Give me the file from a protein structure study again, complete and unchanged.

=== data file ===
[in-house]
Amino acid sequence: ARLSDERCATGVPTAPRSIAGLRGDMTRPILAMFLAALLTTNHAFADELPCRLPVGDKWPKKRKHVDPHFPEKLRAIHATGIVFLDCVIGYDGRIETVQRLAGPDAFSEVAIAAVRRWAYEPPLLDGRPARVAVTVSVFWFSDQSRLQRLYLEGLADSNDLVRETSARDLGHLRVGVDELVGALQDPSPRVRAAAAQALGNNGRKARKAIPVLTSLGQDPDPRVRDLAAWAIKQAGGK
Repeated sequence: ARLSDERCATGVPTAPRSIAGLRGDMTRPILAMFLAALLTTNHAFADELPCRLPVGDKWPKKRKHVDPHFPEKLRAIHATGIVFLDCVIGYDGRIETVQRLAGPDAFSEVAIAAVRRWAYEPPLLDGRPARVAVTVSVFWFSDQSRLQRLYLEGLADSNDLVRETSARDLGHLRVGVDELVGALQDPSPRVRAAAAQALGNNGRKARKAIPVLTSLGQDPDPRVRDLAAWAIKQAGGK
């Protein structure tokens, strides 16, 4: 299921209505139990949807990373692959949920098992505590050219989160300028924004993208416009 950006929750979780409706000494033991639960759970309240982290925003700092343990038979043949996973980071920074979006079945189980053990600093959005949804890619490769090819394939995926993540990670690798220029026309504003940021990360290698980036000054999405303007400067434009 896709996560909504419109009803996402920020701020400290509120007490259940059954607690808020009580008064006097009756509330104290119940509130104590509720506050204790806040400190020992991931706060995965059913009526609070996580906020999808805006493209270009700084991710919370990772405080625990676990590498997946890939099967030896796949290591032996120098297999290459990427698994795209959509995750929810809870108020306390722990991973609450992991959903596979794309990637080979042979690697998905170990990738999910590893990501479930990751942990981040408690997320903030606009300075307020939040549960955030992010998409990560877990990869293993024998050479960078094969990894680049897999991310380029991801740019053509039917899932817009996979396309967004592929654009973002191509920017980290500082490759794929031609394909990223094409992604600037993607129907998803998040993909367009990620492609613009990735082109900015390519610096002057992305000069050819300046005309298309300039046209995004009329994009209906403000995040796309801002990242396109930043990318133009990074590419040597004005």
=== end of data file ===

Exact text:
[in-house]
Amino acid sequence: ARLSDERCATGVPTAPRSIAGLRGDMTRPILAMFLAALLTTNHAFADELPCRLPVGDKWPKKRKHVDPHFPEKLRAIHATGIVFLDCVIGYDGRIETVQRLAGPDAFSEVAIAAVRRWAYEPPLLDGRPARVAVTVSVFWFSDQSRLQRLYLEGLADSNDLVRETSARDLGHLRVGVDELVGALQDPSPRVRAAAAQALGNNGRKARKAIPVLTSLGQDPDPRVRDLAAWAIKQAGGK
Repeated sequence: ARLSDERCATGVPTAPRSIAGLRGDMTRPILAMFLAALLTTNHAFADELPCRLPVGDKWPKKRKHVDPHFPEKLRAIHATGIVFLDCVIGYDGRIETVQRLAGPDAFSEVAIAAVRRWAYEPPLLDGRPARVAVTVSVFWFSDQSRLQRLYLEGLADSNDLVRETSARDLGHLRVGVDELVGALQDPSPRVRAAAAQALGNNGRKARKAIPVLTSLGQDPDPRVRDLAAWAIKQAGGK
């Protein structure tokens, strides 16, 4: 299921209505139990949807990373692959949920098992505590050219989160300028924004993208416009 950006929750979780409706000494033991639960759970309240982290925003700092343990038979043949996973980071920074979006079945189980053990600093959005949804890619490769090819394939995926993540990670690798220029026309504003940021990360290698980036000054999405303007400067434009 896709996560909504419109009803996402920020701020400290509120007490259940059954607690808020009580008064006097009756509330104290119940509130104590509720506050204790806040400190020992991931706060995965059913009526609070996580906020999808805006493209270009700084991710919370990772405080625990676990590498997946890939099967030896796949290591032996120098297999290459990427698994795209959509995750929810809870108020306390722990991973609450992991959903596979794309990637080979042979690697998905170990990738999910590893990501479930990751942990981040408690997320903030606009300075307020939040549960955030992010998409990560877990990869293993024998050479960078094969990894680049897999991310380029991801740019053509039917899932817009996979396309967004592929654009973002191509920017980290500082490759794929031609394909990223094409992604600037993607129907998803998040993909367009990620492609613009990735082109900015390519610096002057992305000069050819300046005309298309300039046209995004009329994009209906403000995040796309801002990242396109930043990318133009990074590419040597004005």